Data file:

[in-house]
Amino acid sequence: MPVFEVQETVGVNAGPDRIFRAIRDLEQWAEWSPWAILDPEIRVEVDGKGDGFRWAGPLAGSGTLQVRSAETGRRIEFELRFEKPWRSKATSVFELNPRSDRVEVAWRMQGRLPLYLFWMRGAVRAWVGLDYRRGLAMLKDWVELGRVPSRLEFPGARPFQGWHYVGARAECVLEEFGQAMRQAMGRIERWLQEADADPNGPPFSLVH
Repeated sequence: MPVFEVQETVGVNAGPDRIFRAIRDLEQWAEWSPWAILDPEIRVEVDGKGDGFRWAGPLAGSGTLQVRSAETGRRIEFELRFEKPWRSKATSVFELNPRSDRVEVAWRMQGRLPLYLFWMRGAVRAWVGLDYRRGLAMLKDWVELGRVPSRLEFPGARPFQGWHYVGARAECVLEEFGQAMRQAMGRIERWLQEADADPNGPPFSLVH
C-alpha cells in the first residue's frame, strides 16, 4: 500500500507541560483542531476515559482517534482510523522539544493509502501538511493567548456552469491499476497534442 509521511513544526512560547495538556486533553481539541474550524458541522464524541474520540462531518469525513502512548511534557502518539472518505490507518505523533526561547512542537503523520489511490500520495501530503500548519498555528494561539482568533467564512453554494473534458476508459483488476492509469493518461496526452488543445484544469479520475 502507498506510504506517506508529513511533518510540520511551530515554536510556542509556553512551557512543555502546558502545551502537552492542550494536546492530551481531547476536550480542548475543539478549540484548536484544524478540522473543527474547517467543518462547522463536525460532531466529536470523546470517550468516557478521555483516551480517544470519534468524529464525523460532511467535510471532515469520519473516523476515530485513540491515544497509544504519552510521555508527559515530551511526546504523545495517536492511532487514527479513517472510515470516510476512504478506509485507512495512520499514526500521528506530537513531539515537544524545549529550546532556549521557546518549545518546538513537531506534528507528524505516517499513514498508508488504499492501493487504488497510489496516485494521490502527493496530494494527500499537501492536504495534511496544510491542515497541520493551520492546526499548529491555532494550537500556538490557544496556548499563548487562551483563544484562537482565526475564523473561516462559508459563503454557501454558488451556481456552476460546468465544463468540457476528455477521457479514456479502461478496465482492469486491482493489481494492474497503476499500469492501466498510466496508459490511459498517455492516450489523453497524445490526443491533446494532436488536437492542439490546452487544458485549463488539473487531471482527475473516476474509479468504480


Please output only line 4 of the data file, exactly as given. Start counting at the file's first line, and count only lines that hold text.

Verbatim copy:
C-alpha cells in the first residue's frame, strides 16, 4: 500500500507541560483542531476515559482517534482510523522539544493509502501538511493567548456552469491499476497534442 509521511513544526512560547495538556486533553481539541474550524458541522464524541474520540462531518469525513502512548511534557502518539472518505490507518505523533526561547512542537503523520489511490500520495501530503500548519498555528494561539482568533467564512453554494473534458476508459483488476492509469493518461496526452488543445484544469479520475 502507498506510504506517506508529513511533518510540520511551530515554536510556542509556553512551557512543555502546558502545551502537552492542550494536546492530551481531547476536550480542548475543539478549540484548536484544524478540522473543527474547517467543518462547522463536525460532531466529536470523546470517550468516557478521555483516551480517544470519534468524529464525523460532511467535510471532515469520519473516523476515530485513540491515544497509544504519552510521555508527559515530551511526546504523545495517536492511532487514527479513517472510515470516510476512504478506509485507512495512520499514526500521528506530537513531539515537544524545549529550546532556549521557546518549545518546538513537531506534528507528524505516517499513514498508508488504499492501493487504488497510489496516485494521490502527493496530494494527500499537501492536504495534511496544510491542515497541520493551520492546526499548529491555532494550537500556538490557544496556548499563548487562551483563544484562537482565526475564523473561516462559508459563503454557501454558488451556481456552476460546468465544463468540457476528455477521457479514456479502461478496465482492469486491482493489481494492474497503476499500469492501466498510466496508459490511459498517455492516450489523453497524445490526443491533446494532436488536437492542439490546452487544458485549463488539473487531471482527475473516476474509479468504480